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The Moon is shrinking and it could leave future space missions in serious danger

The Moon is shrinking and it could leave future space missions in serious danger

Scientists have been looking into how this might impact future lunar missions.

The Moon might be the closest celestial thing to Earth, but it's still pretty mysterious.

We all see it in the sky most nights, but few of us really know what's going on with it. If you'd like an example, just take this new information - the Moon is apparently shrinking.

That's right; because the Moon's interior is constantly, albeit very slowly, cooling down, the whole thing is gradually getting smaller as it contracts.

Milamai / Getty

The Moon has been around for over 4.5 billion years, according to our best estimates, and in that time it has reportedly shrunk by around 100 meters in circumference.

That might not seem like loads, since you're therefore talking about microscopic changes each year, but in galactic terms it's still a meaningful process. The new findings are detailed in a study called Tectonics and Seismicity of the Lunar South Polar Region, published by the American Astronomical Society in The Planetary Science Journal.

For one thing, humanity is starting to gear up for what some are calling a second great era of Moon landings in the next decade, with space agencies such as NASA set to return astronauts to its surface for the first time in years.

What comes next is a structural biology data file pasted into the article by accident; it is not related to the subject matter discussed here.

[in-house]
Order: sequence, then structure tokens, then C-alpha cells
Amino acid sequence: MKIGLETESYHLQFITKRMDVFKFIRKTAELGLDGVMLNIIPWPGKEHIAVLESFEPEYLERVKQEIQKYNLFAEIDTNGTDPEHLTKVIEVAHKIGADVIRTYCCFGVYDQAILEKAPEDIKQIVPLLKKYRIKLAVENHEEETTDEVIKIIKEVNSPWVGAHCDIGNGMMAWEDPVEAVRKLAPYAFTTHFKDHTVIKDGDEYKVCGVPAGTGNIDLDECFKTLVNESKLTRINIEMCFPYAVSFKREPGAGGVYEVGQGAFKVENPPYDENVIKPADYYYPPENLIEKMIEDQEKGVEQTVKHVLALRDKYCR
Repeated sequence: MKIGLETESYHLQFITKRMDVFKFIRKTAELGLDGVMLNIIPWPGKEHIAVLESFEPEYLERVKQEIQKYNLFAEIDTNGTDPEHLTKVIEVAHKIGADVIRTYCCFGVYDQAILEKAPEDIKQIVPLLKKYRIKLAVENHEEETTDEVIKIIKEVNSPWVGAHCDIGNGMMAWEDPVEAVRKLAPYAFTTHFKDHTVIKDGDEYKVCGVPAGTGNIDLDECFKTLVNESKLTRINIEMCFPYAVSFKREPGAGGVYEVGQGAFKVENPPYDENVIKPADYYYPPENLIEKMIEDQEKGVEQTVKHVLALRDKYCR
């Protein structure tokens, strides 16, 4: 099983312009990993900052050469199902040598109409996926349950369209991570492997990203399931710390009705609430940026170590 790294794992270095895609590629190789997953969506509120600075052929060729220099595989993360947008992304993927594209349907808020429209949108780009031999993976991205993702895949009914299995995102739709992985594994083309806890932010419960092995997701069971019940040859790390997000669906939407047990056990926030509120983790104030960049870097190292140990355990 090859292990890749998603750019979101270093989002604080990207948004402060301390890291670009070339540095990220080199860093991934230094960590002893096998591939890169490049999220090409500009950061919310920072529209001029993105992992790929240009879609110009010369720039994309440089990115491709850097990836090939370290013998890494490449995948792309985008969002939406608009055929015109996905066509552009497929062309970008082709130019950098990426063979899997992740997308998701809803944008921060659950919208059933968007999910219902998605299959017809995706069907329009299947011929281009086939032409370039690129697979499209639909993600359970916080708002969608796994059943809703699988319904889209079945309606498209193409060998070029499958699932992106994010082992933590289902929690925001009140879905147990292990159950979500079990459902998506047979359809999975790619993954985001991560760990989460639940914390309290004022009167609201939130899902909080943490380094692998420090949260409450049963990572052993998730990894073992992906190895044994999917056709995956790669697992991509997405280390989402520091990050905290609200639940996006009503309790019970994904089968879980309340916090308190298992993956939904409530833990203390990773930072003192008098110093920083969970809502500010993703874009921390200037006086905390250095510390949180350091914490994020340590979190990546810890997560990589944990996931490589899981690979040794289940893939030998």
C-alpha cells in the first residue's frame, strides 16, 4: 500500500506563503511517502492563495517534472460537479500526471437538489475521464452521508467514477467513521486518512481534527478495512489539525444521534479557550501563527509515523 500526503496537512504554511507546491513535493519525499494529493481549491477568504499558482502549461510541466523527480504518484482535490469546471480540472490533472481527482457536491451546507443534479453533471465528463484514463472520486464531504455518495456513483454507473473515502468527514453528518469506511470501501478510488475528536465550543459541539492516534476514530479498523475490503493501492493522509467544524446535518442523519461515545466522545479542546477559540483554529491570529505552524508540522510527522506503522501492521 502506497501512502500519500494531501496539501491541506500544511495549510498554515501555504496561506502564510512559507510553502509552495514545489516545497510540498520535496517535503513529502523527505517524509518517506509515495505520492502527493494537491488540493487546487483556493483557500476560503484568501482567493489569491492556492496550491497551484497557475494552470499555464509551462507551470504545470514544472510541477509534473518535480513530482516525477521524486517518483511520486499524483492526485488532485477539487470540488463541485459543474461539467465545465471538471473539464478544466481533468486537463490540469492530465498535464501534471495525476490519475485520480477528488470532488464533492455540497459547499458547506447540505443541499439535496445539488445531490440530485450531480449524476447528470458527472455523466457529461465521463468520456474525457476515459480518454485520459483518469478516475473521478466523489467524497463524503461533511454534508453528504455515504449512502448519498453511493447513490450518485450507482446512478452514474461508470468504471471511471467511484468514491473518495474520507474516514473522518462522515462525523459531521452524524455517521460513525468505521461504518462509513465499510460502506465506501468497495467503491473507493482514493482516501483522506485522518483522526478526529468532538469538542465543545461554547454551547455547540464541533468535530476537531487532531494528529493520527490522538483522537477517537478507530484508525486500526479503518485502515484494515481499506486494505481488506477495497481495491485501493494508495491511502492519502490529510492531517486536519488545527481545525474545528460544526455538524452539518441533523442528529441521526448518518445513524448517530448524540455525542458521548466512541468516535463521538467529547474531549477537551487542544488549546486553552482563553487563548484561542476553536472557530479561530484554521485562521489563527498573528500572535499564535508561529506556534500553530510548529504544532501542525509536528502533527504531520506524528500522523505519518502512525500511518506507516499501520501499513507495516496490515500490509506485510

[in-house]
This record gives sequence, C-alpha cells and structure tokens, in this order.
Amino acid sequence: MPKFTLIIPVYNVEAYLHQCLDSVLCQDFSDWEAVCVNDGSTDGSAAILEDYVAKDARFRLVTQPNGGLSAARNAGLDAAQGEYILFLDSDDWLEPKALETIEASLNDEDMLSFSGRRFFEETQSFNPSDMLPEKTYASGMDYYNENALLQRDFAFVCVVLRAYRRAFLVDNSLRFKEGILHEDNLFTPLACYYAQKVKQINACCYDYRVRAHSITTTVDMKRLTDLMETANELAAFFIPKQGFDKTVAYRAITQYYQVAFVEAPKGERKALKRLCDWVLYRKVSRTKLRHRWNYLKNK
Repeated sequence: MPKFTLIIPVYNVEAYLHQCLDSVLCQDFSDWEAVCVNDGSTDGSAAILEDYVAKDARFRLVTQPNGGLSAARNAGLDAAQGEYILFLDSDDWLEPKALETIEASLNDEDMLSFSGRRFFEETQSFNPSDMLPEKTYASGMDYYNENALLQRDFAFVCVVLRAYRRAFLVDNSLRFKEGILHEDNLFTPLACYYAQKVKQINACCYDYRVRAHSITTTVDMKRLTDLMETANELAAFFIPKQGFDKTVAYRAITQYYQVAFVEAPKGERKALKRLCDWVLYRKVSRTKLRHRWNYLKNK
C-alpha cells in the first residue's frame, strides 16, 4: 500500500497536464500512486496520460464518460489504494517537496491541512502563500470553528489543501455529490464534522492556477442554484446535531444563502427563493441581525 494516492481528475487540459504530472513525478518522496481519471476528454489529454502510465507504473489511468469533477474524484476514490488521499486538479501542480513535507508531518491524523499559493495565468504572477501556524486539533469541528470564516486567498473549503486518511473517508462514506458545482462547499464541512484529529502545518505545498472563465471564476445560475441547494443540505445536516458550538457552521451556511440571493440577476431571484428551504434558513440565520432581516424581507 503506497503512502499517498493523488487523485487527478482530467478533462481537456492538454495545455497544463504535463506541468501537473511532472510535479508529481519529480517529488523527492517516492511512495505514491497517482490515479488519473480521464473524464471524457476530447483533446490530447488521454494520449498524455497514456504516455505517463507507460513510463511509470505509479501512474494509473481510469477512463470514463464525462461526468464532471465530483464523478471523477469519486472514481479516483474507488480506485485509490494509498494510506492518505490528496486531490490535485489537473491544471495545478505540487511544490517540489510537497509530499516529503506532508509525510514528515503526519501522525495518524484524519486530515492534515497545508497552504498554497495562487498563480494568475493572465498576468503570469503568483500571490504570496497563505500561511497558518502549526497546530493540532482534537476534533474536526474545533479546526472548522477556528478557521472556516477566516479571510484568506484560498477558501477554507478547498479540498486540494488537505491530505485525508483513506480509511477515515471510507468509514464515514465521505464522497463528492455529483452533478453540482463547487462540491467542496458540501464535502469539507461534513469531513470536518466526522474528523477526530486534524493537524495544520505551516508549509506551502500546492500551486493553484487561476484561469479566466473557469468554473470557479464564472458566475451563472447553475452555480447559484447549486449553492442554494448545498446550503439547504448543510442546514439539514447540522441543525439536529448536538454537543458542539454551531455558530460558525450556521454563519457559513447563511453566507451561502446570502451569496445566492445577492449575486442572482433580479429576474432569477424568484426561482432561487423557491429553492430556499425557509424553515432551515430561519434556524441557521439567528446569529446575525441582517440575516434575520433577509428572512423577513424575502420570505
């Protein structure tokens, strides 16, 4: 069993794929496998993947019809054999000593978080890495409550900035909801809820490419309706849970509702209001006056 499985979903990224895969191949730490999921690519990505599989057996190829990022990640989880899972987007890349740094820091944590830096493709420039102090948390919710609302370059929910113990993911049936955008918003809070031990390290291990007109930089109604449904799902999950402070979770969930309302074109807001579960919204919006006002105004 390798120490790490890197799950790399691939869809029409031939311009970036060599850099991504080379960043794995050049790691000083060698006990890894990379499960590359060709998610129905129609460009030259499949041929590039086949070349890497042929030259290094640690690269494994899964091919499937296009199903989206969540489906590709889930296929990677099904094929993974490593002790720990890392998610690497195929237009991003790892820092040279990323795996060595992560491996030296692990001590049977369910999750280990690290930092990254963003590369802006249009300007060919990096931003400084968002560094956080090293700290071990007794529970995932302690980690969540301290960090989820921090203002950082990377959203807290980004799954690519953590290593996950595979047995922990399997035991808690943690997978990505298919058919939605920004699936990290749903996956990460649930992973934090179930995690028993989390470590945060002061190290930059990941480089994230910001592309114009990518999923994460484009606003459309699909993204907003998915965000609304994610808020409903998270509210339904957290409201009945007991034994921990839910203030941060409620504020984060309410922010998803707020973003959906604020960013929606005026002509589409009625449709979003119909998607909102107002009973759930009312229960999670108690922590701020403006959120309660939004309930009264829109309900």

The chosen landing sites that might have been perfect decades ago have subtly but importantly changed since then, and in some cases this is linked to the shrinkage.

It's been assumed in some scientific circles that the Moon's south pole might be ideal for eventual habitation, for example, but it's also been found to have fault lines that could be subject to moonquakes.

This is because the Moon's surface is steadily getting more brittle over time, leading to cracking and wrinkling.

A moonquake is a pretty different proposition to an earthquake, too - one can apparently last for hours rather than minutes or seconds, since there aren't tectonic plate divisions, oceans or continents to interrupt them.

Stocktrek / Getty

According to lead author on the study, Dr Thomas R Watters from the National Air and Space Museum: "Our modelling suggests that shallow moonquakes capable of producing strong ground shaking in the south polar region are possible from slip events on existing faults or the formation of new thrust faults."

This doesn't spell the end of plans to build proper bases on the Moon, but it does add another major factor that agencies and missions need to consider before they go ahead.

The good news is that contingencies and careful planning are basically mandatory for any space mission, especially one involving human crew, so this information should hopefully just add to the chances of success.

Featured Image Credit: eugenesergeev / MASTER / Getty